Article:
Neuron rr170403 was only weakly stained and it was not possible to trace the main neurite into the central brain. Moreover, in the confocal scan it was partly superimposed by a second even weaker stained projection neuron. We included rr170403 in our analysis, because we consider it most likely to belong to the TAcen-class of neurons as identified by its typical ramifications in the anterior lobe of the LOX.
Responsiveness of neurons to left or right eye stimulation was determined by two-way-ANOVA (anova2-function in Matlab; requirement for significance p < 0.05). The two factors were the location of the bar in the left and right eye respectively. Each factor had seven levels, corresponding to the six possible bar locations plus the blank-screen condition. A significant main effect of each factor therefore means that the response differed between at least two different bar positions for the respective eye, and/or the response differed for at least one bar location from the spontaneous rate. A non-significant interaction term means that binocular response was well described by the sum of monocular responses; a significant interaction means that they combine non-linearly.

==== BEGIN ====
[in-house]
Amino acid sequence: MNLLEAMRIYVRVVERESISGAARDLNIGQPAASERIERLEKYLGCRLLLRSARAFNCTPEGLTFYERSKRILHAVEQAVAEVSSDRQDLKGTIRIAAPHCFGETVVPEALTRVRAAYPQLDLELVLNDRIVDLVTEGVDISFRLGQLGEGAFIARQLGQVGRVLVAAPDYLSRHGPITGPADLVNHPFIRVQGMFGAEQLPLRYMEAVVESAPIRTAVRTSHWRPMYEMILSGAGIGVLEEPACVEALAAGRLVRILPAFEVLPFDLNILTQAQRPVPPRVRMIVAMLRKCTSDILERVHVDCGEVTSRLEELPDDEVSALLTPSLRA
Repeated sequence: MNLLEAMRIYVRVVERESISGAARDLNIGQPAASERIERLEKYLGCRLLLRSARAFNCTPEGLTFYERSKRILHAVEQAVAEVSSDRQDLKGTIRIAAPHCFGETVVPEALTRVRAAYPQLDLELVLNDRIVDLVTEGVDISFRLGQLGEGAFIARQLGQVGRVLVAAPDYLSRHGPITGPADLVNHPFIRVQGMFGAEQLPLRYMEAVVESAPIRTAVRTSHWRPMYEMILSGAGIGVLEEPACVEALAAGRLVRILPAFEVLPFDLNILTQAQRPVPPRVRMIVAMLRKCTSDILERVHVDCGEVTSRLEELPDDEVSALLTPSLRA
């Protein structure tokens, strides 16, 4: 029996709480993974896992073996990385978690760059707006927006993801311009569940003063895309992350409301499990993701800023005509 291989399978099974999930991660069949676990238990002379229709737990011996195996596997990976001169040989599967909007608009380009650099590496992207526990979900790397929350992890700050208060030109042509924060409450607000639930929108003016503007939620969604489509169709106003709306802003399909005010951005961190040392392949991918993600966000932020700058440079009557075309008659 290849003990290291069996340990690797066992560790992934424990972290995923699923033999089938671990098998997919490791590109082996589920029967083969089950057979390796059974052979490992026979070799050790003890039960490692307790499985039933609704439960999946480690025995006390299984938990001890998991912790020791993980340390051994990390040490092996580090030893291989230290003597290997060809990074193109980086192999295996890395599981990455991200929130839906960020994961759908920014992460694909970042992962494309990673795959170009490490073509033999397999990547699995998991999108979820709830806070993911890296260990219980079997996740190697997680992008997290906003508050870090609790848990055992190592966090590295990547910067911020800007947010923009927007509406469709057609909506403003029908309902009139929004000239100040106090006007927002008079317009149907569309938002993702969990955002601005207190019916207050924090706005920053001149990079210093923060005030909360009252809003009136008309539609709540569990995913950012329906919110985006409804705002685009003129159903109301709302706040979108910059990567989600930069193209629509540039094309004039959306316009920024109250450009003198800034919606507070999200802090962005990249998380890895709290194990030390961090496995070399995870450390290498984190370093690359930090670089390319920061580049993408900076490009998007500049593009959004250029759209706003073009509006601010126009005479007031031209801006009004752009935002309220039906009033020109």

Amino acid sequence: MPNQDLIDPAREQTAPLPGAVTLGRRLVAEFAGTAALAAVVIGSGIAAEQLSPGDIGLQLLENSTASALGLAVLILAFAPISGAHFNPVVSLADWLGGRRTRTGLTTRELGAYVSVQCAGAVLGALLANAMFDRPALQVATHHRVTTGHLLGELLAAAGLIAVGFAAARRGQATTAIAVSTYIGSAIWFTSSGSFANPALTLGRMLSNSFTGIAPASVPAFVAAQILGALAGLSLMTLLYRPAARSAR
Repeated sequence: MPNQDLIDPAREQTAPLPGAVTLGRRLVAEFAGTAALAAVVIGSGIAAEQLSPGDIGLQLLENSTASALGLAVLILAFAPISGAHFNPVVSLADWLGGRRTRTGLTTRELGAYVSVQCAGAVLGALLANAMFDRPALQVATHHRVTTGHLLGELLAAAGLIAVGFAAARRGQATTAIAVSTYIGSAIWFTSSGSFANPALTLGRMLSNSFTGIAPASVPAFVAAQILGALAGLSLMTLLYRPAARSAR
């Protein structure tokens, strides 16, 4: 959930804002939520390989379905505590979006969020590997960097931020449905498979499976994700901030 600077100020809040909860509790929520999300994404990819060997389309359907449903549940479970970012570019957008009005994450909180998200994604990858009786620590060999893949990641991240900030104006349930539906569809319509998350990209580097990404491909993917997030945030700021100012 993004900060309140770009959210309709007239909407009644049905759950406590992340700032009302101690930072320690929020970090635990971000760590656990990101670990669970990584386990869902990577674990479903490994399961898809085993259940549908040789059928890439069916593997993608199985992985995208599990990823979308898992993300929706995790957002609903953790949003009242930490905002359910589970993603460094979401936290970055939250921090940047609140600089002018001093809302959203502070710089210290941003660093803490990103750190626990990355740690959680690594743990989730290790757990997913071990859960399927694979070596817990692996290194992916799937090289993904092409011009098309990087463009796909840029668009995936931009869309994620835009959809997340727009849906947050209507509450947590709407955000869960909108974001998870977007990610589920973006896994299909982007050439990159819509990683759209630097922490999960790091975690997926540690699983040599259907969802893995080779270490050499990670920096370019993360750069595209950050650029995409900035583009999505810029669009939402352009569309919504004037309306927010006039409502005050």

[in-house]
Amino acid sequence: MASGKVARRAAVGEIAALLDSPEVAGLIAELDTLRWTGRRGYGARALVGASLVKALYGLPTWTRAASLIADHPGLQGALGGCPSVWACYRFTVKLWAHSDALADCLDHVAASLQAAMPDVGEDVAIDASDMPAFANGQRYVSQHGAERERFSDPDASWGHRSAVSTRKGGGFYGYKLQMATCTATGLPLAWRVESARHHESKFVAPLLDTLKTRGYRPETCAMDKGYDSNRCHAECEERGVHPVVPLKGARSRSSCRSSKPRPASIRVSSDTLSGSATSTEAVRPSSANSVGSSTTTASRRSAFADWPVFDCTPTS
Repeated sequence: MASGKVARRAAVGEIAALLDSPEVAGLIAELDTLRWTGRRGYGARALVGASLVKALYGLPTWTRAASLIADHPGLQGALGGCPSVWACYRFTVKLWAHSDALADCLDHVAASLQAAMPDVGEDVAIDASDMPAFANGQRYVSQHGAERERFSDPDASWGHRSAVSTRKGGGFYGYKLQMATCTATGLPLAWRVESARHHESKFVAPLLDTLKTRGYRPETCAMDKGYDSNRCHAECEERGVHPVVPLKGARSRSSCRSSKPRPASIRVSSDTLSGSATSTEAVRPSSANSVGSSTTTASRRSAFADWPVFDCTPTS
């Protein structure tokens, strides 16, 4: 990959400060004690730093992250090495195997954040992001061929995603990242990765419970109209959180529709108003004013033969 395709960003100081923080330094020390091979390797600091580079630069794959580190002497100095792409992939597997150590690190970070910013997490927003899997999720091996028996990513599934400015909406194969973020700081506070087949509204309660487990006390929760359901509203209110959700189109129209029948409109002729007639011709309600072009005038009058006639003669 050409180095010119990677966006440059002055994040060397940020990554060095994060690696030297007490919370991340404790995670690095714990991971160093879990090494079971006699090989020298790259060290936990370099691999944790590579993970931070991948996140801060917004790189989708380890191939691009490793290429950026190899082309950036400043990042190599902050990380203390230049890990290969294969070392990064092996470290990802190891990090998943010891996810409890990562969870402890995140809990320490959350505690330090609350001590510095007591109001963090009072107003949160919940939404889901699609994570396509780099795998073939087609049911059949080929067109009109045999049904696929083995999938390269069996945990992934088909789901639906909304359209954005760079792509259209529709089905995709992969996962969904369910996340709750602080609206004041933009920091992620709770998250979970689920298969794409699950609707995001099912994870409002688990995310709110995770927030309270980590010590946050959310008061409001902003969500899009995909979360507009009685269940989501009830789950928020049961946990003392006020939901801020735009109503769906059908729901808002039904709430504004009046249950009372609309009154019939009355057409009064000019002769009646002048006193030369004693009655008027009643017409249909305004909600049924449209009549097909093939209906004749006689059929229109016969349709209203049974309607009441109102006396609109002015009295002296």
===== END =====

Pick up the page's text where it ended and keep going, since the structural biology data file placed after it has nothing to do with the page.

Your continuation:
Responsiveness to the spiralling disc stimulus was determined for a selection of neurons via two-sided Wilcoxon rank sum test (Matlab ranksum-function; p < 0.05) by comparing spike counts within a time window of 3.5 s, starting 1.5 s after stimulus onset, between the near and control conditions.